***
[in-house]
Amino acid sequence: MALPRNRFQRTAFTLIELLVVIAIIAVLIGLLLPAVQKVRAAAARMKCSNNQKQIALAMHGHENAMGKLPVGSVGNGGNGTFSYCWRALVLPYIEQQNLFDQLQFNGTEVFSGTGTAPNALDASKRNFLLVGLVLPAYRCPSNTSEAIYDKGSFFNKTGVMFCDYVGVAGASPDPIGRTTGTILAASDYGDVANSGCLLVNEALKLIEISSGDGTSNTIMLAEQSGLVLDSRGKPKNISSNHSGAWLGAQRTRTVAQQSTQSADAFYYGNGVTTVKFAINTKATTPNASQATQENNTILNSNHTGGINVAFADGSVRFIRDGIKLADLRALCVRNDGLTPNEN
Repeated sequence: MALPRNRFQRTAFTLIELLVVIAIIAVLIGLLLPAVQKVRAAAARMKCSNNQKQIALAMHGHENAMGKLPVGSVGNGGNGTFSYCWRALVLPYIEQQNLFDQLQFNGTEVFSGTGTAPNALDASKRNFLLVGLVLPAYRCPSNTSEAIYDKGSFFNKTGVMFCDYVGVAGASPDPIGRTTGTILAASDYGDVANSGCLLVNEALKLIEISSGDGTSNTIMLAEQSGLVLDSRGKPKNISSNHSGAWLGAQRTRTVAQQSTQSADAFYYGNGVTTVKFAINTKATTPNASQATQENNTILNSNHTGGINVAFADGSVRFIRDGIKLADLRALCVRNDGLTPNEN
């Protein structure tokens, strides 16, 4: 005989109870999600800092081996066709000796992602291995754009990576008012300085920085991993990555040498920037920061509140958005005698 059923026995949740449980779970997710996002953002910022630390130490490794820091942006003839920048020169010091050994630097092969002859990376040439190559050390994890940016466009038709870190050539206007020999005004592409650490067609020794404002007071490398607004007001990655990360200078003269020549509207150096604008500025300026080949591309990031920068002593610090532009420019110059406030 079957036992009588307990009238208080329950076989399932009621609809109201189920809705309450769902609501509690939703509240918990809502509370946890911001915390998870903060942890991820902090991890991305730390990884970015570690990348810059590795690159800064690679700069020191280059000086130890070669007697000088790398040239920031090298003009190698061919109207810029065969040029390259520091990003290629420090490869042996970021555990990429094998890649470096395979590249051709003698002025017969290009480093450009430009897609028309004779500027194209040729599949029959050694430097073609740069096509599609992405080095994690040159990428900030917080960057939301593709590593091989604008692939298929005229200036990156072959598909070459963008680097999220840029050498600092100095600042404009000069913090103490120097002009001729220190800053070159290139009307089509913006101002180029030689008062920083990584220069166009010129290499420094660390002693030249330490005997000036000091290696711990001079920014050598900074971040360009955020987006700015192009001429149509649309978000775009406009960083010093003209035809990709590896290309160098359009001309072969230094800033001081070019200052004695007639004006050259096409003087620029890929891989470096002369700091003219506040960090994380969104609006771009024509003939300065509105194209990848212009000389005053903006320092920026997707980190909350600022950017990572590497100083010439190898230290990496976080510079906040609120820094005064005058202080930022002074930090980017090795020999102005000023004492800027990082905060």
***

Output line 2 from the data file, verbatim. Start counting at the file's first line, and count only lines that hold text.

Amino acid sequence: MALPRNRFQRTAFTLIELLVVIAIIAVLIGLLLPAVQKVRAAAARMKCSNNQKQIALAMHGHENAMGKLPVGSVGNGGNGTFSYCWRALVLPYIEQQNLFDQLQFNGTEVFSGTGTAPNALDASKRNFLLVGLVLPAYRCPSNTSEAIYDKGSFFNKTGVMFCDYVGVAGASPDPIGRTTGTILAASDYGDVANSGCLLVNEALKLIEISSGDGTSNTIMLAEQSGLVLDSRGKPKNISSNHSGAWLGAQRTRTVAQQSTQSADAFYYGNGVTTVKFAINTKATTPNASQATQENNTILNSNHTGGINVAFADGSVRFIRDGIKLADLRALCVRNDGLTPNEN